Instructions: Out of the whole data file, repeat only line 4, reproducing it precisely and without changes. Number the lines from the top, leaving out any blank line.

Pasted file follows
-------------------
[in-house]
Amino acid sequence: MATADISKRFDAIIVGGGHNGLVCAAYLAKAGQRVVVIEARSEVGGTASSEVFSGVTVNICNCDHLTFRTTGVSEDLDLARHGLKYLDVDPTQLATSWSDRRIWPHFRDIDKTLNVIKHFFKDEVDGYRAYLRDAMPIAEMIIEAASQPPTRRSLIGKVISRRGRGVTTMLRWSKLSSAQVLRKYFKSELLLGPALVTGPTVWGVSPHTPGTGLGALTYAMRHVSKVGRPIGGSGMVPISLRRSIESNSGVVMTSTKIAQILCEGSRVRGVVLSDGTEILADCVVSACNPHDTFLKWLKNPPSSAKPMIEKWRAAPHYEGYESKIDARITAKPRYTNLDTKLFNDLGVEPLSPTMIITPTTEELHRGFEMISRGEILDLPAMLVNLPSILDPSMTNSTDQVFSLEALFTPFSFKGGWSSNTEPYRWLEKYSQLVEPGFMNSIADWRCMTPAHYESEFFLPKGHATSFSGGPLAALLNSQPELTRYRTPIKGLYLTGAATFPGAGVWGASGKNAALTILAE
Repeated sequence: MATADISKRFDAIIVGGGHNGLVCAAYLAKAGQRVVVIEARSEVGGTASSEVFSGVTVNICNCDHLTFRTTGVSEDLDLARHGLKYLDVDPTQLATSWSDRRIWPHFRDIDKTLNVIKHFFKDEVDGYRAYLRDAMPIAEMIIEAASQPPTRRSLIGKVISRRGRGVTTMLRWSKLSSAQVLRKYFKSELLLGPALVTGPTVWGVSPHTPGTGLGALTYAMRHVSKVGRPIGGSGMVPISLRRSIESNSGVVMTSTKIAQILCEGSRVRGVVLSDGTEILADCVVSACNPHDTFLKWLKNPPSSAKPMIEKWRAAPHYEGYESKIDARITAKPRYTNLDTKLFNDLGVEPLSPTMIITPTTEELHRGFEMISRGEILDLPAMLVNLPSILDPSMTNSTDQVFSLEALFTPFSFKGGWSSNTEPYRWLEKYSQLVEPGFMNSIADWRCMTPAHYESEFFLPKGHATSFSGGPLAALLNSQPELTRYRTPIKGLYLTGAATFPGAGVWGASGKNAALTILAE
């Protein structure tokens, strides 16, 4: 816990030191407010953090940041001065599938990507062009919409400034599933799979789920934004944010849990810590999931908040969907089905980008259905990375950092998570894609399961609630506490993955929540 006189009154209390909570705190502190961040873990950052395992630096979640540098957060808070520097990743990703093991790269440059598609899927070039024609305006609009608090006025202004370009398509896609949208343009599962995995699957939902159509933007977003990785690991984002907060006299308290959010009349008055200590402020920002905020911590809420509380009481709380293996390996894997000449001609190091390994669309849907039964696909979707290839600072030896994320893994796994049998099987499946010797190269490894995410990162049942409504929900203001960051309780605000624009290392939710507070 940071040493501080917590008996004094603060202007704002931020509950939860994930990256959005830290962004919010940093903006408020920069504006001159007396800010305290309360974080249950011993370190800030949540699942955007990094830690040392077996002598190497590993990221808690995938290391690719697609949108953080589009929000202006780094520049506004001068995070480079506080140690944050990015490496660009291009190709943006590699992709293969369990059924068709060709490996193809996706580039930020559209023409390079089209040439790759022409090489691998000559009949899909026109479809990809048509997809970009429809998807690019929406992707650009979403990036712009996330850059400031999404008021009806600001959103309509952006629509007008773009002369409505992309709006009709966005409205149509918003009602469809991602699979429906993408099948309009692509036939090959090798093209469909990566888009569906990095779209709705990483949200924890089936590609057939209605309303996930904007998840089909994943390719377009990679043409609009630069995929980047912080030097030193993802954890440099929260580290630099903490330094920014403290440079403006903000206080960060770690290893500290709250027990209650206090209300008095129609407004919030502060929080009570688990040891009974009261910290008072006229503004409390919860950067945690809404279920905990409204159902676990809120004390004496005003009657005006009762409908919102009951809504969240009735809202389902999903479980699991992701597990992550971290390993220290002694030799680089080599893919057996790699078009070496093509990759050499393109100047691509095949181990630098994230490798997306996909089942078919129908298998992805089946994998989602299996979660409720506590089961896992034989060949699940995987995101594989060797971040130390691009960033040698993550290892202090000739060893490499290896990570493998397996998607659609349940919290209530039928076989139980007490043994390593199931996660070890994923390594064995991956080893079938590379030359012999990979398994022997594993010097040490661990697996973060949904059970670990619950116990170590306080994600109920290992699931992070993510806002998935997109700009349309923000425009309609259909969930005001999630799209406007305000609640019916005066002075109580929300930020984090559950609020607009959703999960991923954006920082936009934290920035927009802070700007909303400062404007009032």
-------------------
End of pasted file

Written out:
């Protein structure tokens, strides 16, 4: 816990030191407010953090940041001065599938990507062009919409400034599933799979789920934004944010849990810590999931908040969907089905980008259905990375950092998570894609399961609630506490993955929540 006189009154209390909570705190502190961040873990950052395992630096979640540098957060808070520097990743990703093991790269440059598609899927070039024609305006609009608090006025202004370009398509896609949208343009599962995995699957939902159509933007977003990785690991984002907060006299308290959010009349008055200590402020920002905020911590809420509380009481709380293996390996894997000449001609190091390994669309849907039964696909979707290839600072030896994320893994796994049998099987499946010797190269490894995410990162049942409504929900203001960051309780605000624009290392939710507070 940071040493501080917590008996004094603060202007704002931020509950939860994930990256959005830290962004919010940093903006408020920069504006001159007396800010305290309360974080249950011993370190800030949540699942955007990094830690040392077996002598190497590993990221808690995938290391690719697609949108953080589009929000202006780094520049506004001068995070480079506080140690944050990015490496660009291009190709943006590699992709293969369990059924068709060709490996193809996706580039930020559209023409390079089209040439790759022409090489691998000559009949899909026109479809990809048509997809970009429809998807690019929406992707650009979403990036712009996330850059400031999404008021009806600001959103309509952006629509007008773009002369409505992309709006009709966005409205149509918003009602469809991602699979429906993408099948309009692509036939090959090798093209469909990566888009569906990095779209709705990483949200924890089936590609057939209605309303996930904007998840089909994943390719377009990679043409609009630069995929980047912080030097030193993802954890440099929260580290630099903490330094920014403290440079403006903000206080960060770690290893500290709250027990209650206090209300008095129609407004919030502060929080009570688990040891009974009261910290008072006229503004409390919860950067945690809404279920905990409204159902676990809120004390004496005003009657005006009762409908919102009951809504969240009735809202389902999903479980699991992701597990992550971290390993220290002694030799680089080599893919057996790699078009070496093509990759050499393109100047691509095949181990630098994230490798997306996909089942078919129908298998992805089946994998989602299996979660409720506590089961896992034989060949699940995987995101594989060797971040130390691009960033040698993550290892202090000739060893490499290896990570493998397996998607659609349940919290209530039928076989139980007490043994390593199931996660070890994923390594064995991956080893079938590379030359012999990979398994022997594993010097040490661990697996973060949904059970670990619950116990170590306080994600109920290992699931992070993510806002998935997109700009349309923000425009309609259909969930005001999630799209406007305000609640019916005066002075109580929300930020984090559950609020607009959703999960991923954006920082936009934290920035927009802070700007909303400062404007009032």